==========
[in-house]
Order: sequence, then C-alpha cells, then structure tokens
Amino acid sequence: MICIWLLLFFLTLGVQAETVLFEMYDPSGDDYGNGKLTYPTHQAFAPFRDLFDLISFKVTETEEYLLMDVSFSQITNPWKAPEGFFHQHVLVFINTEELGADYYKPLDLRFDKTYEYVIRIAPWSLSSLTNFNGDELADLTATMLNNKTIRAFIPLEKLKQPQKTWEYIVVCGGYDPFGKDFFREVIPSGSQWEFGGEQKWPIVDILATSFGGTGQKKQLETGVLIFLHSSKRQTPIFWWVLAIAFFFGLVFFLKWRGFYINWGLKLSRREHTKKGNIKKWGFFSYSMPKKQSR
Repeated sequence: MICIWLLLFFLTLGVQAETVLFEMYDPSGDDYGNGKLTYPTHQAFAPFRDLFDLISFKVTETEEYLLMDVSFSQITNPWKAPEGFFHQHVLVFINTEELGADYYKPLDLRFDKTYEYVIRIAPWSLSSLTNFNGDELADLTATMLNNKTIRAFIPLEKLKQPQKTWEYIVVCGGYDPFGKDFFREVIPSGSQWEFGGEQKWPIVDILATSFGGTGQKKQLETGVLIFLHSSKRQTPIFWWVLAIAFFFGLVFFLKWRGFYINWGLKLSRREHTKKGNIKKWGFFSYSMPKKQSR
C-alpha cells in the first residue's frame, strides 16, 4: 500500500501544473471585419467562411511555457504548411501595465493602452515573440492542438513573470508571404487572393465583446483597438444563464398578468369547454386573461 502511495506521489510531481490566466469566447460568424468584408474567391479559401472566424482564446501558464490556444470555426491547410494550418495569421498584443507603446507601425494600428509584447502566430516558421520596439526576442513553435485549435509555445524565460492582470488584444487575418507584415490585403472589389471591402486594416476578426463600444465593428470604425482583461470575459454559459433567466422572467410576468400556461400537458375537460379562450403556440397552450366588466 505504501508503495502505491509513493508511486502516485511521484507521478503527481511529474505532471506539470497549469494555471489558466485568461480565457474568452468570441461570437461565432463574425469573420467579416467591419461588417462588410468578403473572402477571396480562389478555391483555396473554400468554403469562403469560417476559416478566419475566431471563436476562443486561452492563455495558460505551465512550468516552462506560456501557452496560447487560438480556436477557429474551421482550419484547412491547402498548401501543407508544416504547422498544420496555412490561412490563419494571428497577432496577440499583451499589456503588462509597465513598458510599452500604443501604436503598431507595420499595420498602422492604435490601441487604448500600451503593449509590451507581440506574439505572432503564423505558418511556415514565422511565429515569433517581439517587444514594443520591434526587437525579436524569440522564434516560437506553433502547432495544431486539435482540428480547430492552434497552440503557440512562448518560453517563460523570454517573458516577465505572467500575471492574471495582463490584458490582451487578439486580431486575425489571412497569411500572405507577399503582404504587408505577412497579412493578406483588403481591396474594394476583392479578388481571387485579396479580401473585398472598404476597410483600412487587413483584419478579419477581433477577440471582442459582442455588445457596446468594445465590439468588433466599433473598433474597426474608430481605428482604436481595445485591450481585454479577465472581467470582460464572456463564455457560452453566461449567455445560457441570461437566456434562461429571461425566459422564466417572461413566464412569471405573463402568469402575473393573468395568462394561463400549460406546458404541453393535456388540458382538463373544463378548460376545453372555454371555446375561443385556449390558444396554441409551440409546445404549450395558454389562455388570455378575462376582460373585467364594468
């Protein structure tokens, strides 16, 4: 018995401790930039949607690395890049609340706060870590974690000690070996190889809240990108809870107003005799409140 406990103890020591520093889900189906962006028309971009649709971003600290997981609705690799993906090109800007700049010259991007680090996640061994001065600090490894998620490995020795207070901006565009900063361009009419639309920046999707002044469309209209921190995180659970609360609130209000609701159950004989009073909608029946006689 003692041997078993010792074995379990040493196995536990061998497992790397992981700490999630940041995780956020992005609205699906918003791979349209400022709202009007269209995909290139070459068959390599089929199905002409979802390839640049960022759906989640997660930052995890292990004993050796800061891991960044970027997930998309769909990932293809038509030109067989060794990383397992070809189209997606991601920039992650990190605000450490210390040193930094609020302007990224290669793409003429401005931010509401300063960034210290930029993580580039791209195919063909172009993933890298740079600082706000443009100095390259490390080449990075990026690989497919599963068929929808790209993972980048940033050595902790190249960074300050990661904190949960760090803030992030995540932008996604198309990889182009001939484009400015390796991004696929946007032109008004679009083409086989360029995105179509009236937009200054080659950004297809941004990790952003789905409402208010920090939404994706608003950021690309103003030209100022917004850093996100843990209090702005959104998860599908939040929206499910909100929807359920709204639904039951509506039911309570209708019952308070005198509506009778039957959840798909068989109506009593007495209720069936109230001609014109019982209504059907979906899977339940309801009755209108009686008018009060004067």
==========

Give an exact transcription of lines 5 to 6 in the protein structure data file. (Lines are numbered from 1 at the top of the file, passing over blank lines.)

C-alpha cells in the first residue's frame, strides 16, 4: 500500500501544473471585419467562411511555457504548411501595465493602452515573440492542438513573470508571404487572393465583446483597438444563464398578468369547454386573461 502511495506521489510531481490566466469566447460568424468584408474567391479559401472566424482564446501558464490556444470555426491547410494550418495569421498584443507603446507601425494600428509584447502566430516558421520596439526576442513553435485549435509555445524565460492582470488584444487575418507584415490585403472589389471591402486594416476578426463600444465593428470604425482583461470575459454559459433567466422572467410576468400556461400537458375537460379562450403556440397552450366588466 505504501508503495502505491509513493508511486502516485511521484507521478503527481511529474505532471506539470497549469494555471489558466485568461480565457474568452468570441461570437461565432463574425469573420467579416467591419461588417462588410468578403473572402477571396480562389478555391483555396473554400468554403469562403469560417476559416478566419475566431471563436476562443486561452492563455495558460505551465512550468516552462506560456501557452496560447487560438480556436477557429474551421482550419484547412491547402498548401501543407508544416504547422498544420496555412490561412490563419494571428497577432496577440499583451499589456503588462509597465513598458510599452500604443501604436503598431507595420499595420498602422492604435490601441487604448500600451503593449509590451507581440506574439505572432503564423505558418511556415514565422511565429515569433517581439517587444514594443520591434526587437525579436524569440522564434516560437506553433502547432495544431486539435482540428480547430492552434497552440503557440512562448518560453517563460523570454517573458516577465505572467500575471492574471495582463490584458490582451487578439486580431486575425489571412497569411500572405507577399503582404504587408505577412497579412493578406483588403481591396474594394476583392479578388481571387485579396479580401473585398472598404476597410483600412487587413483584419478579419477581433477577440471582442459582442455588445457596446468594445465590439468588433466599433473598433474597426474608430481605428482604436481595445485591450481585454479577465472581467470582460464572456463564455457560452453566461449567455445560457441570461437566456434562461429571461425566459422564466417572461413566464412569471405573463402568469402575473393573468395568462394561463400549460406546458404541453393535456388540458382538463373544463378548460376545453372555454371555446375561443385556449390558444396554441409551440409546445404549450395558454389562455388570455378575462376582460373585467364594468
């Protein structure tokens, strides 16, 4: 018995401790930039949607690395890049609340706060870590974690000690070996190889809240990108809870107003005799409140 406990103890020591520093889900189906962006028309971009649709971003600290997981609705690799993906090109800007700049010259991007680090996640061994001065600090490894998620490995020795207070901006565009900063361009009419639309920046999707002044469309209209921190995180659970609360609130209000609701159950004989009073909608029946006689 003692041997078993010792074995379990040493196995536990061998497992790397992981700490999630940041995780956020992005609205699906918003791979349209400022709202009007269209995909290139070459068959390599089929199905002409979802390839640049960022759906989640997660930052995890292990004993050796800061891991960044970027997930998309769909990932293809038509030109067989060794990383397992070809189209997606991601920039992650990190605000450490210390040193930094609020302007990224290669793409003429401005931010509401300063960034210290930029993580580039791209195919063909172009993933890298740079600082706000443009100095390259490390080449990075990026690989497919599963068929929808790209993972980048940033050595902790190249960074300050990661904190949960760090803030992030995540932008996604198309990889182009001939484009400015390796991004696929946007032109008004679009083409086989360029995105179509009236937009200054080659950004297809941004990790952003789905409402208010920090939404994706608003950021690309103003030209100022917004850093996100843990209090702005959104998860599908939040929206499910909100929807359920709204639904039951509506039911309570209708019952308070005198509506009778039957959840798909068989109506009593007495209720069936109230001609014109019982209504059907979906899977339940309801009755209108009686008018009060004067």